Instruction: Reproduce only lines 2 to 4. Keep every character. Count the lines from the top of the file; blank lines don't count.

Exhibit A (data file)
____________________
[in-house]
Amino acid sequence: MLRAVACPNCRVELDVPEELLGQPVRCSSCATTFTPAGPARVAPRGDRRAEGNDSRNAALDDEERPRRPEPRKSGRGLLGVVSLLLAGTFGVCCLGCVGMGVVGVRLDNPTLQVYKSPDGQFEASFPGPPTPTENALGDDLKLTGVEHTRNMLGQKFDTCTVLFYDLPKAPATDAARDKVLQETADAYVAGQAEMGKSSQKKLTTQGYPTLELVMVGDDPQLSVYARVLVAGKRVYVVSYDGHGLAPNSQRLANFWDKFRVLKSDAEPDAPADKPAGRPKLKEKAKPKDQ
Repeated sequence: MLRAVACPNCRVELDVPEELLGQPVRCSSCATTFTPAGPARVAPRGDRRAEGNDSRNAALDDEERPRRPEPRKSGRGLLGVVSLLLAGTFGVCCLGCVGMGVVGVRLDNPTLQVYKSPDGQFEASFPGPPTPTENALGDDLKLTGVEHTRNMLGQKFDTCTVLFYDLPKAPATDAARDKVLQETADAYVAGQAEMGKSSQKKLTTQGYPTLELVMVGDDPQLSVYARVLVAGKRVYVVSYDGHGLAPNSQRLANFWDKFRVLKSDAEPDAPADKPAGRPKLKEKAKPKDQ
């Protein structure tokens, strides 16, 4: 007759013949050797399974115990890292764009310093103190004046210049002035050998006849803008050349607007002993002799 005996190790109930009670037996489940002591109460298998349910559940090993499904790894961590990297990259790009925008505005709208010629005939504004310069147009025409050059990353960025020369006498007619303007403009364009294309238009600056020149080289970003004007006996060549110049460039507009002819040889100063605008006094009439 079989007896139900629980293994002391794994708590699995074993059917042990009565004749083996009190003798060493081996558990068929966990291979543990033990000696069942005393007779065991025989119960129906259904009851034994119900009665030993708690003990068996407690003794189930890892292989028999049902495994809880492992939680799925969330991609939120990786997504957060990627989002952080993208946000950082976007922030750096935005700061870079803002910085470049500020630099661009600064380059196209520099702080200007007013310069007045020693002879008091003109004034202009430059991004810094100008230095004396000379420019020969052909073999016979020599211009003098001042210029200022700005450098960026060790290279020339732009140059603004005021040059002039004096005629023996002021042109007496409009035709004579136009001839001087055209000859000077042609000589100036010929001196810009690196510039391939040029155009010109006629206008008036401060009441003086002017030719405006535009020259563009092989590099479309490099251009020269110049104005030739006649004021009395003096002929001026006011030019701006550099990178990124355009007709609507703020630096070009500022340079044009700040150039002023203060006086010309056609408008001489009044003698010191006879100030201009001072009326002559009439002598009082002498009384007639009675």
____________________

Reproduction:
Amino acid sequence: MLRAVACPNCRVELDVPEELLGQPVRCSSCATTFTPAGPARVAPRGDRRAEGNDSRNAALDDEERPRRPEPRKSGRGLLGVVSLLLAGTFGVCCLGCVGMGVVGVRLDNPTLQVYKSPDGQFEASFPGPPTPTENALGDDLKLTGVEHTRNMLGQKFDTCTVLFYDLPKAPATDAARDKVLQETADAYVAGQAEMGKSSQKKLTTQGYPTLELVMVGDDPQLSVYARVLVAGKRVYVVSYDGHGLAPNSQRLANFWDKFRVLKSDAEPDAPADKPAGRPKLKEKAKPKDQ
Repeated sequence: MLRAVACPNCRVELDVPEELLGQPVRCSSCATTFTPAGPARVAPRGDRRAEGNDSRNAALDDEERPRRPEPRKSGRGLLGVVSLLLAGTFGVCCLGCVGMGVVGVRLDNPTLQVYKSPDGQFEASFPGPPTPTENALGDDLKLTGVEHTRNMLGQKFDTCTVLFYDLPKAPATDAARDKVLQETADAYVAGQAEMGKSSQKKLTTQGYPTLELVMVGDDPQLSVYARVLVAGKRVYVVSYDGHGLAPNSQRLANFWDKFRVLKSDAEPDAPADKPAGRPKLKEKAKPKDQ
């Protein structure tokens, strides 16, 4: 007759013949050797399974115990890292764009310093103190004046210049002035050998006849803008050349607007002993002799 005996190790109930009670037996489940002591109460298998349910559940090993499904790894961590990297990259790009925008505005709208010629005939504004310069147009025409050059990353960025020369006498007619303007403009364009294309238009600056020149080289970003004007006996060549110049460039507009002819040889100063605008006094009439 079989007896139900629980293994002391794994708590699995074993059917042990009565004749083996009190003798060493081996558990068929966990291979543990033990000696069942005393007779065991025989119960129906259904009851034994119900009665030993708690003990068996407690003794189930890892292989028999049902495994809880492992939680799925969330991609939120990786997504957060990627989002952080993208946000950082976007922030750096935005700061870079803002910085470049500020630099661009600064380059196209520099702080200007007013310069007045020693002879008091003109004034202009430059991004810094100008230095004396000379420019020969052909073999016979020599211009003098001042210029200022700005450098960026060790290279020339732009140059603004005021040059002039004096005629023996002021042109007496409009035709004579136009001839001087055209000859000077042609000589100036010929001196810009690196510039391939040029155009010109006629206008008036401060009441003086002017030719405006535009020259563009092989590099479309490099251009020269110049104005030739006649004021009395003096002929001026006011030019701006550099990178990124355009007709609507703020630096070009500022340079044009700040150039002023203060006086010309056609408008001489009044003698010191006879100030201009001072009326002559009439002598009082002498009384007639009675």